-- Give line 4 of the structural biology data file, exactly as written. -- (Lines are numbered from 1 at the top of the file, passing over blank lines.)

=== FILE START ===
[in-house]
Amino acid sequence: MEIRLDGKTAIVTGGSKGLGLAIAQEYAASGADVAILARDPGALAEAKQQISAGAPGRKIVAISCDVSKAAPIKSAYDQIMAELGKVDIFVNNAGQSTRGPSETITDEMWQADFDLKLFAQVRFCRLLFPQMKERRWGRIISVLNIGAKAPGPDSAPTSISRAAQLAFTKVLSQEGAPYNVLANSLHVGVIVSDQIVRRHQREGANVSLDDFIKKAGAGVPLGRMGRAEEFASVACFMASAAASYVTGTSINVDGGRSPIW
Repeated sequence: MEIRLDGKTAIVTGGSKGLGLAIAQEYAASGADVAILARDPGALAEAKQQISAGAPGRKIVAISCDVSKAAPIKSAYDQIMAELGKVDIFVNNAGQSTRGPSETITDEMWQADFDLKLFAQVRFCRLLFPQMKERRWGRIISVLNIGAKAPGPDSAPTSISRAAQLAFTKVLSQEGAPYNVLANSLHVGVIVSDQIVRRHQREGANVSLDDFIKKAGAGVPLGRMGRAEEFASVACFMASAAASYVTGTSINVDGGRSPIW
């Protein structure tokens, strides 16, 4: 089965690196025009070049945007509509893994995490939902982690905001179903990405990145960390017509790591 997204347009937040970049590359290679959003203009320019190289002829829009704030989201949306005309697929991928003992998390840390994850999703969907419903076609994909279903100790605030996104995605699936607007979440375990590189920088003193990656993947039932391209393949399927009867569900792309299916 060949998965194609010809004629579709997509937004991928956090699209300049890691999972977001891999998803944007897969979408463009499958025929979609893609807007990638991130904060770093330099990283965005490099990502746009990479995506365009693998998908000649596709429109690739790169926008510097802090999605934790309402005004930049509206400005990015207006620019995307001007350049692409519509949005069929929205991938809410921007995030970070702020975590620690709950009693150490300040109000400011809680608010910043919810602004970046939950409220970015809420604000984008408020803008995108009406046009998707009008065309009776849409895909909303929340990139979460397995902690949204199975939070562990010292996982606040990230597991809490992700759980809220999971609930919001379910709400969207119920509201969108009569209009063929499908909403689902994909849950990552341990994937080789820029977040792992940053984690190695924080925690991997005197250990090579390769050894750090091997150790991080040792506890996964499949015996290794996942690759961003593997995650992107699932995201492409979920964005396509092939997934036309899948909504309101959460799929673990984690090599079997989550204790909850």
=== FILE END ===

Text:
């Protein structure tokens, strides 16, 4: 089965690196025009070049945007509509893994995490939902982690905001179903990405990145960390017509790591 997204347009937040970049590359290679959003203009320019190289002829829009704030989201949306005309697929991928003992998390840390994850999703969907419903076609994909279903100790605030996104995605699936607007979440375990590189920088003193990656993947039932391209393949399927009867569900792309299916 060949998965194609010809004629579709997509937004991928956090699209300049890691999972977001891999998803944007897969979408463009499958025929979609893609807007990638991130904060770093330099990283965005490099990502746009990479995506365009693998998908000649596709429109690739790169926008510097802090999605934790309402005004930049509206400005990015207006620019995307001007350049692409519509949005069929929205991938809410921007995030970070702020975590620690709950009693150490300040109000400011809680608010910043919810602004970046939950409220970015809420604000984008408020803008995108009406046009998707009008065309009776849409895909909303929340990139979460397995902690949204199975939070562990010292996982606040990230597991809490992700759980809220999971609930919001379910709400969207119920509201969108009569209009063929499908909403689902994909849950990552341990994937080789820029977040792992940053984690190695924080925690991997005197250990090579390769050894750090091997150790991080040792506890996964499949015996290794996942690759961003593997995650992107699932995201492409979920964005396509092939997934036309899948909504309101959460799929673990984690090599079997989550204790909850």